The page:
The list of films is not exhaustive, however it is (literally) a starter for ten that we hope you will appreciate and choose to watch. We have explained the reason for including each film in the list and provided details of the themes and content, however you may wish to check www.bbfc.co.uk for more information before watching them with children.

We wanted to present films that are easily accessible, either free on the most popular streaming platforms or to rent for a nominal price. As a result of this we are aware that the list isn't as diverse as it could be, with the majority of films coming from the USA and focusing on African American lives, which can be confusing and alienating when you are British. We will strive to source more black British and European films and will add these to our recommendations as we move forward.

We have also included two short films which are both free to watch online and are a great introduction to black filmmaking. Jemima + Johnny is the only British film on the list and is a touching story beautifully shot through the eyes of children, while Hair Love focuses on a simple day to day activity that many people will identify with.

We would love to hear your thoughts about the list. This isn't going to be a one-off ‘there, we've done our bit’ but something we feel passionately about and will continue to do and strive to get better at.

Hair Love (YouTube)

Dir. Matthew A. Cherry, Everett Downing Jr. & Bruce W. Smith, 2019, USA, 7 mins, Cert U


Hair Love

Wanting to look good for a very special occasion, young Zuri asks her dad to do her hair for the first time.

Winner of the 2020 Oscar for Best Animated Short Film.

Director Matthew A. Cherry stated that he was inspired to create Hair Love to counter stereotypes about Black fathers, because "Black fathers have had one of the worst raps in mainstream media as being portrayed as being deadbeats and not being involved.”

Read more about the film on IMDB here.

Jemima + Johnny

Dir. Lionel Ngakane, 1966, South Africa / UK, 30 mins, Cert U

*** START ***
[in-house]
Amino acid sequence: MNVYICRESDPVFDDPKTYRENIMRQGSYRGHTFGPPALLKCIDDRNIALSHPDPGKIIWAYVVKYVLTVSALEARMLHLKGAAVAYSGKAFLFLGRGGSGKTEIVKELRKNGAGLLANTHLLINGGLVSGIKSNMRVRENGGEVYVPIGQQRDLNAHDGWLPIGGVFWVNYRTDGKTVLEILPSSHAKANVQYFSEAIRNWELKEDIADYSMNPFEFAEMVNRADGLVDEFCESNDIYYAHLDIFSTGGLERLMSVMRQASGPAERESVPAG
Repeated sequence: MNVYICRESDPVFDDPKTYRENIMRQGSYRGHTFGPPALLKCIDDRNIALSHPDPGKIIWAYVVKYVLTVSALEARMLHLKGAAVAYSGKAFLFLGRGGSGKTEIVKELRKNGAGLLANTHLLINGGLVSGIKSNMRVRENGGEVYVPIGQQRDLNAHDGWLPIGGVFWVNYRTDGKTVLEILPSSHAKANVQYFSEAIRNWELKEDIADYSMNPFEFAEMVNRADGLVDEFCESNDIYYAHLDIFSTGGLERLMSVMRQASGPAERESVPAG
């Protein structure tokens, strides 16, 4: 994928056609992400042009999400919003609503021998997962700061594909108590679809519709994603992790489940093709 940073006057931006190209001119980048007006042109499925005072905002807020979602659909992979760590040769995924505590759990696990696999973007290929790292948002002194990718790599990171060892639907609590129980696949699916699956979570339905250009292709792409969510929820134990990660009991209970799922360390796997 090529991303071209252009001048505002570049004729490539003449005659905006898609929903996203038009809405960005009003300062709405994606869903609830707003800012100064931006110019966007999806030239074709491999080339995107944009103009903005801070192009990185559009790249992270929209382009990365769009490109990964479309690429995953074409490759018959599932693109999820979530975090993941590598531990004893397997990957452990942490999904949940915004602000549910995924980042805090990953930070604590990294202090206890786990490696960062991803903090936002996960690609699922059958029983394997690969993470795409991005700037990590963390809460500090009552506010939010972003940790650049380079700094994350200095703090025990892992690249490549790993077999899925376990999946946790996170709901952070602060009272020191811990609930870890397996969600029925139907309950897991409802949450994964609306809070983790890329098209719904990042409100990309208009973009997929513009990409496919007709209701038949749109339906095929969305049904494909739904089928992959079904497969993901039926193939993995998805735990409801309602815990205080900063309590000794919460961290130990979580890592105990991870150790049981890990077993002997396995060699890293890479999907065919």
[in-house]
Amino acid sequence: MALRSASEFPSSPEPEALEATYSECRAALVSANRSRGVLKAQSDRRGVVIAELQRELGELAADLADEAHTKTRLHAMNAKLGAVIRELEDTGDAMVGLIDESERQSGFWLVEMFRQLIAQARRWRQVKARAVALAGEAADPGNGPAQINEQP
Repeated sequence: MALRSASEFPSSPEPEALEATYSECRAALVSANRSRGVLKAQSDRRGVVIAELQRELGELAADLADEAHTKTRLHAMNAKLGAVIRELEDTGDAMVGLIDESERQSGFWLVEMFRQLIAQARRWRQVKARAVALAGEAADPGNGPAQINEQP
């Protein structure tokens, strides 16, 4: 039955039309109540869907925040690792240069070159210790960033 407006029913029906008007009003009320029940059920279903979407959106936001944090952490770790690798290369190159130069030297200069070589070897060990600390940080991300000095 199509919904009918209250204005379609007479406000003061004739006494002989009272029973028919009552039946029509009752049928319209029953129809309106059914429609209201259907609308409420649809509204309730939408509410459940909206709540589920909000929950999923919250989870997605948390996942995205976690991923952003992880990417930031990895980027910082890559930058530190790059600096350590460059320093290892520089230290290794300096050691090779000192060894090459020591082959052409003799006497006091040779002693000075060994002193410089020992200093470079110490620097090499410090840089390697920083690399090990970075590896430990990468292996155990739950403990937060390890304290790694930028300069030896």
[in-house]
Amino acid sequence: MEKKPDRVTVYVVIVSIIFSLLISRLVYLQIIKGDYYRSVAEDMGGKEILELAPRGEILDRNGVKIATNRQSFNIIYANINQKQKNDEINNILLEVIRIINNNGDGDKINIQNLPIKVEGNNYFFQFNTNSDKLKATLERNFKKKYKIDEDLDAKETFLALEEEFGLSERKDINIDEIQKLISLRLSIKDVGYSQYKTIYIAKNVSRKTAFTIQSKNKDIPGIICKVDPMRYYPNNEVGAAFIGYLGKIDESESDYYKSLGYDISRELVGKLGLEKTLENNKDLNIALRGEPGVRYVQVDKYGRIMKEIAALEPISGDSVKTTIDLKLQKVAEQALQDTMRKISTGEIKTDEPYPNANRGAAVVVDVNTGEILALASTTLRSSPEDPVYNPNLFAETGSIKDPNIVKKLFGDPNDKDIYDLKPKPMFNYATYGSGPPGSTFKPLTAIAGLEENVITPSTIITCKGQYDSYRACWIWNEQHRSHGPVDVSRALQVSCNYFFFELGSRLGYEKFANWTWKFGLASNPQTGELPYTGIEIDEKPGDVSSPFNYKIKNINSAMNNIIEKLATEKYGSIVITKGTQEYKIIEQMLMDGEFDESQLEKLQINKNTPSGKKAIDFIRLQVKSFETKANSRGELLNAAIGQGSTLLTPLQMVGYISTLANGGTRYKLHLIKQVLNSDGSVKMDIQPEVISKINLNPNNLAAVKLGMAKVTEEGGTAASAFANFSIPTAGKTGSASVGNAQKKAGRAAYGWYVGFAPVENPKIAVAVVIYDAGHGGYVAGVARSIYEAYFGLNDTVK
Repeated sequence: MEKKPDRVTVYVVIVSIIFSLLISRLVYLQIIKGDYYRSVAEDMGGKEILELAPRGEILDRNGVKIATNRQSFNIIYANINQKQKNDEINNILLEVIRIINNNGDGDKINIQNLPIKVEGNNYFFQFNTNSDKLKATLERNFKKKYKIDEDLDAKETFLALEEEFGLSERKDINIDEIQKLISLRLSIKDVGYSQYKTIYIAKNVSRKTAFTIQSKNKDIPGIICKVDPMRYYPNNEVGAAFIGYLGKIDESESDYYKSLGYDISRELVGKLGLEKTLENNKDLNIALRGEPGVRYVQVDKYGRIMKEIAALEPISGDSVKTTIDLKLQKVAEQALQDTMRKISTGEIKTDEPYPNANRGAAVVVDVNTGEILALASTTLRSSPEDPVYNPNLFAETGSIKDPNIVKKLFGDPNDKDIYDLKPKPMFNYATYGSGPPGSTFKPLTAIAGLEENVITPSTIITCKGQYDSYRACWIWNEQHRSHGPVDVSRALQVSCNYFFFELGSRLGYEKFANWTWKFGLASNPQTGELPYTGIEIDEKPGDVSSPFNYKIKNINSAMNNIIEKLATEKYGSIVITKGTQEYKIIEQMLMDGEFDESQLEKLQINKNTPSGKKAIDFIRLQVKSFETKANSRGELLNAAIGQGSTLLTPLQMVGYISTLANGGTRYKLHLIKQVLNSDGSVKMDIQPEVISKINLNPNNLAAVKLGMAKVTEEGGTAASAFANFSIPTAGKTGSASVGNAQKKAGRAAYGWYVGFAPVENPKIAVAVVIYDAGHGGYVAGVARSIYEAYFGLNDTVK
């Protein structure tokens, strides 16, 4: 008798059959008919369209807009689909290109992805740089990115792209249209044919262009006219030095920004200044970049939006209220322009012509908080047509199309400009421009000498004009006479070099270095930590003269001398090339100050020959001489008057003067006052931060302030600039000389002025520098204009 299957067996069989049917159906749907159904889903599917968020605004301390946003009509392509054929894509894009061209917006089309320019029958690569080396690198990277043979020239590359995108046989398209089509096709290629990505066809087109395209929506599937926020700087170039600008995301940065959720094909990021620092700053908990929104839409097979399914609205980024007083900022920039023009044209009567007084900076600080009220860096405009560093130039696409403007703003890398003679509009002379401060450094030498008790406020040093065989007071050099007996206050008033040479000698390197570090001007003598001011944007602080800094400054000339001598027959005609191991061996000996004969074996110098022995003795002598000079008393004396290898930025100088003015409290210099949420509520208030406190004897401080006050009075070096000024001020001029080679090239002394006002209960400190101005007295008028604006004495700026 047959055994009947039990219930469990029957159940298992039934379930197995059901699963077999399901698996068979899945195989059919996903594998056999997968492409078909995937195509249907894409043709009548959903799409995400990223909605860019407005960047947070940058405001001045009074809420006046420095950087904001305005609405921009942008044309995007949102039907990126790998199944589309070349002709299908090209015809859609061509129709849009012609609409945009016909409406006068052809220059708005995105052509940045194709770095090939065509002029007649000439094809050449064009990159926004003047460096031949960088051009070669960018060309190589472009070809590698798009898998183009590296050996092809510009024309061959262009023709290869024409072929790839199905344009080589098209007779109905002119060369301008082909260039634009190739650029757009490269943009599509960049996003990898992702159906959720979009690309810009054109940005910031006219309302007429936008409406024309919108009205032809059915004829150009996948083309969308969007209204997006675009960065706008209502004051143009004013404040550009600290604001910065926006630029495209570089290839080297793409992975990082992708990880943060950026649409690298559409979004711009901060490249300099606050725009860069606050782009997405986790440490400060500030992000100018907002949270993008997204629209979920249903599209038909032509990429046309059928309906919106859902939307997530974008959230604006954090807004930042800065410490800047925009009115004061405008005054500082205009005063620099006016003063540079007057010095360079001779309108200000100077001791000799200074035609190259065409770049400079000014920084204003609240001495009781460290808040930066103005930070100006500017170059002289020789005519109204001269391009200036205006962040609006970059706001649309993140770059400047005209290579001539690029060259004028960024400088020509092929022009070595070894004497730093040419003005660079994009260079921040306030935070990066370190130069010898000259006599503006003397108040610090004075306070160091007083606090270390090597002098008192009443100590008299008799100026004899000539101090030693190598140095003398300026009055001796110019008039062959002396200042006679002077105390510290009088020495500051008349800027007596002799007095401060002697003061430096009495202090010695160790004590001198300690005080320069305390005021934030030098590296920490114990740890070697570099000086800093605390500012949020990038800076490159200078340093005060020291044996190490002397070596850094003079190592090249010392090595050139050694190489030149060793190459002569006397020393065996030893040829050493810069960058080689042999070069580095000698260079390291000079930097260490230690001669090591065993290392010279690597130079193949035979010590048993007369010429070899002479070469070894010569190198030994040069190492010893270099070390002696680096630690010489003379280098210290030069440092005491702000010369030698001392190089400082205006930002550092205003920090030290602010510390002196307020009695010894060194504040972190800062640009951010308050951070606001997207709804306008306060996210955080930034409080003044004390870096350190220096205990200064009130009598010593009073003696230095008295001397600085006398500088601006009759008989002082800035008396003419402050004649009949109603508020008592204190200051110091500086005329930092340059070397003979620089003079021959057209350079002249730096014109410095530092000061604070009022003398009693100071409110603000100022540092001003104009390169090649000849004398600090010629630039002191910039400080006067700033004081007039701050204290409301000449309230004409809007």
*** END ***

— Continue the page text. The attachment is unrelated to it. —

Jemima and Johnny

In west London's Notting Hill, a community at the time divided by racism, a young white English boy befriends the young daughter of recent immigrants from the Caribbean and together they have an adventure across the city, A refreshingly optimistic take on black/white relations and how their innocent friendship affects the lives of those around them.

The director, Lionel Ngakane, was Nelson Mandela's contemporary in the ANC and moved to London after being exiled from South Africa in the 1950s.

It was the first Black British film to win at an international film festival, when it was awarded 1st prize at Venice in 1966.

Read more about the film on IMDB here.

The Princess and the Frog

Dirs. Ron Clements & John Musker, 2009, USA, 97 mins, Cert U


The Princess and the Frog

A modern retelling of the fairy story, The Frog Prince, transposed to 1920's New Orleans.

Tiana, a waitress, desperate to fulfill her dreams as a restaurant owner, is accidentally turned into a frog when she kisses frog prince cursed by a voodoo magician. Together they must race against time to turn back into human beings and fulfil their destiny.

The Princess and the Frog was an important milestone for Disney as it introduced the first black Disney Princess. Set in 1920's New Orleans, Tiana was based partly on famed restaurateur Leah Chase, who was a waitress and ultimately opened a restaurant with her husband in the 1960s.

While some critics feel that the film glosses over the segregation of the South at the time, it does provide the audience with a positive representation of a black heroine and black families.